Just flag­ging this

The Freeman - - OPINION -

Wait. Po­lice­men ar­rest­ing movie­go­ers just be­cause they didn't stand up dur­ing the na­tional an­them? What is hap­pen­ing to this coun­try?

Thirty four un­sus­pect­ing movie buffs in Batan­gas prob­a­bly got a se­ri­ous shock last week when they got hauled off to jail for vi­o­lat­ing the Flag and Heraldic Code of the Philip­pines, or Repub­lic Act 8491. (Did your eyes start to glaze when I started cit­ing the statute?)

Yes, this law re­quires ev­ery­one to stand up and face the Philip­pine flag when the an­them is play­ing. They have to place the right palm on their left chest. If there is no flag, then they have to face the band or the con­duc­tor. All of this has to hap­pen on the first note (not the sec­ond or fifth). Oth­er­wise, se­ri­ous con­se­quences arise.

As what just hap­pened in that the­ater, as our ex­hibit A. Se­ri­ous enough to get bun­dled up in po­lice cars and jailed. Ac­cord­ing to the law, the pun­ish­ments are fines of P5,000 to P20,000, or im­pris­on­ment for not more than a year, or both de­pend­ing on the dis­cre­tion of the judge.

No news yet on where the crim­i­nal case has landed, or which judge will han­dle it. But come on, your Honor. Surely, a case like this mer­its dis­missal? I would even urge you, dear hon­or­able judge, to strike down this law for be­ing con­sti­tu­tion­ally void. I mean, stu­pid­ity aside, the law prob­a­bly can­not bear ra­tio­nal scru­tiny. (Well, my scru­tiny for sure.)

It's a waste of your pre­cious time, your Honor. You should be dis­pens­ing jus­tice and al­le­vi­at­ing so­ci­ety from crim­i­nal ills. Not sen­tenc­ing clue­less movie­go­ers whose only fault would prob­a­bly be lazi­ness and a prob­a­ble lack of civic mind­ed­ness. They prob­a­bly didn't even know this law ex­isted, as our means of dis­sem­i­nat­ing le­gal in­for­ma­tion is ten thou­sand times slower than the speed of fake news.

Not to men­tion our stel­lar po­lice force, whose time and re­sources should be em­ployed to watch over crim­i­nal el­e­ments, not or­di­nary folks watch­ing a movie. What were th­ese cops do­ing, try­ing to en­force the Heraldic Code in a cin­ema? Don't they have bet­ter things to do? Like, pre­vent drug smug­glers? Or, catch snatch­ers and pe­dophiles? Or even rove pub­lic streets un­der the guise of pre­vent­ing crime?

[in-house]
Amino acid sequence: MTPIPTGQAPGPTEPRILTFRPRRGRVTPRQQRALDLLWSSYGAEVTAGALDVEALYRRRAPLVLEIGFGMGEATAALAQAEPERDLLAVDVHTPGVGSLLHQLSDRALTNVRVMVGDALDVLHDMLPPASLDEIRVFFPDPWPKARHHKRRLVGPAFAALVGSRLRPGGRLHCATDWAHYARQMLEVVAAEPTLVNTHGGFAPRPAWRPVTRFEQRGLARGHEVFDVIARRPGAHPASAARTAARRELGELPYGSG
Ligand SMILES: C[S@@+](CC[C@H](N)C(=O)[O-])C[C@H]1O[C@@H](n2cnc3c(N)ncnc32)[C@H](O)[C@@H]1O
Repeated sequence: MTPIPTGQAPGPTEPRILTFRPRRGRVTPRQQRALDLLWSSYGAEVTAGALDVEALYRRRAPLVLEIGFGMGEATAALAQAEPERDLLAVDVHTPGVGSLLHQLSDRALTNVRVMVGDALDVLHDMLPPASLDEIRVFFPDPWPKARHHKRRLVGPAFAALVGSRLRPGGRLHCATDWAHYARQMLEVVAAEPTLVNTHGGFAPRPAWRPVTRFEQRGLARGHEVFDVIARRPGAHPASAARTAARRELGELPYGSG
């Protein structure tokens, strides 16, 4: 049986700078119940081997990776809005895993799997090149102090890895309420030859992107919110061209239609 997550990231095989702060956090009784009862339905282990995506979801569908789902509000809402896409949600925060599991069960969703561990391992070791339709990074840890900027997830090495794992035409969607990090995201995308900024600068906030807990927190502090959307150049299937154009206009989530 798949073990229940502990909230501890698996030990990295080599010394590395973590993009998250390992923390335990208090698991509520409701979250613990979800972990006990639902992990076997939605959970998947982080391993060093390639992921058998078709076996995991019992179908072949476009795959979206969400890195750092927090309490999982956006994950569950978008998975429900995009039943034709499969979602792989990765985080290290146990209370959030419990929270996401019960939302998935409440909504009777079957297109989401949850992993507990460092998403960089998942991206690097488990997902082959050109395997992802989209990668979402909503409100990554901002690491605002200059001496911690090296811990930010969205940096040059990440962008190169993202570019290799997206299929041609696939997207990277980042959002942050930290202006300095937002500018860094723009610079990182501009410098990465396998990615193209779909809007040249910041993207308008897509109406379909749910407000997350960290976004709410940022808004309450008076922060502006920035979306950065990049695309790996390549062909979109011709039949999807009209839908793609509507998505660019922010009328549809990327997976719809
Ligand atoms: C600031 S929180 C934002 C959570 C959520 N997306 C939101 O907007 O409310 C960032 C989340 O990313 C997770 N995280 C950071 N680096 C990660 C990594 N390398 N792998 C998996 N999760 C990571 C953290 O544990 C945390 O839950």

There are so many fea­tures of this law that smacks of (at the very least) au­thor­i­tar­i­an­ism. Re­ally? Force peo­ple to stand up when they hear mu­sic? Force them to put one limb in one di­rec­tion while an­other limb is in an­other po­si­tion? Make them open their mouths and sing?

What are we? Un­think­ing ro­bots? It's a won­der con­sti­tu­tion­al­ists haven't brought this to court (although given the hor­ri­ble flood of ex­tra­ju­di­cial killings, the id­i­otic Heraldic Code is prob­a­bly very far from their minds).

If those foot­ball play­ers (in­clud­ing man of the mo­ment Colin Kaeper­nick) who went down on bended knee to protest racism dur­ing the na­tional an­them got into trouble there in Amer­ica, boy they would have been in more trouble here just for watch­ing “The Hows of Us”!

We are not a po­lice state (at least, not yet). We al­low peo­ple to dis­sent. We al­low them to sing or not to sing. We al­low them to stand or to sit. Loy­alty to coun­try is demon­strated in many ways, and not only a sin­gle state-pre­scribed way. Love of the na­tion isn't just man­i­fested by stand­ing. And it cer­tainly is not nec­es­sar­ily what a dod­der­ing group of leg­is­la­tors think we should be do­ing when an an­them is played.

That's what I think any­way. Mean­while, watch out for un­der­cover cops in your lo­cal cin­ema. Se­ri­ously. You could be­come the next crim­i­nal.

'What were th­ese cops do­ing, try­ing to en­force the Heraldic Code in a cin­ema? Don't they

have bet­ter things to do?'

Newspapers in English

Newspapers from Philippines

© PressReader. All rights reserved.